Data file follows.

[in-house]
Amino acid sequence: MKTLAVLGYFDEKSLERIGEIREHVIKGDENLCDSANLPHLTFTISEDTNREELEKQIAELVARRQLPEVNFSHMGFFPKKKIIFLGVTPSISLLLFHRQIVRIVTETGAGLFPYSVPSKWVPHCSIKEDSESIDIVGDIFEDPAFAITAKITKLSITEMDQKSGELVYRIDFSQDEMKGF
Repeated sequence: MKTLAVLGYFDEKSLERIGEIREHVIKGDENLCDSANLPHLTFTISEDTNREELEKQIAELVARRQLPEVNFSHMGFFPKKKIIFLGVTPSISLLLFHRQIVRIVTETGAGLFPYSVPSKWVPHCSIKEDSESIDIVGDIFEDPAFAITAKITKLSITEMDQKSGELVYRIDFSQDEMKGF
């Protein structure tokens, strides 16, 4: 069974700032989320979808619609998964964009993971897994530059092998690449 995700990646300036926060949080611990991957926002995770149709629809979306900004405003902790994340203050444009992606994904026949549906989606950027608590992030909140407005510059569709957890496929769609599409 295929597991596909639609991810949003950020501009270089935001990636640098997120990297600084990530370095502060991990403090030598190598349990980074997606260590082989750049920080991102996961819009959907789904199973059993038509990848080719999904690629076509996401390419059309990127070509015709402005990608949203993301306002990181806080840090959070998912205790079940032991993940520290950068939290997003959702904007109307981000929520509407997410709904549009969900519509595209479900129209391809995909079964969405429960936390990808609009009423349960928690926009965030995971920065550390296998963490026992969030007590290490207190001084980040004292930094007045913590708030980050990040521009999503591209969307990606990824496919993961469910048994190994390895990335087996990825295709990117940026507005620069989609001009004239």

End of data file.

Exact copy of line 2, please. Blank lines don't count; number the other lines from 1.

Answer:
Amino acid sequence: MKTLAVLGYFDEKSLERIGEIREHVIKGDENLCDSANLPHLTFTISEDTNREELEKQIAELVARRQLPEVNFSHMGFFPKKKIIFLGVTPSISLLLFHRQIVRIVTETGAGLFPYSVPSKWVPHCSIKEDSESIDIVGDIFEDPAFAITAKITKLSITEMDQKSGELVYRIDFSQDEMKGF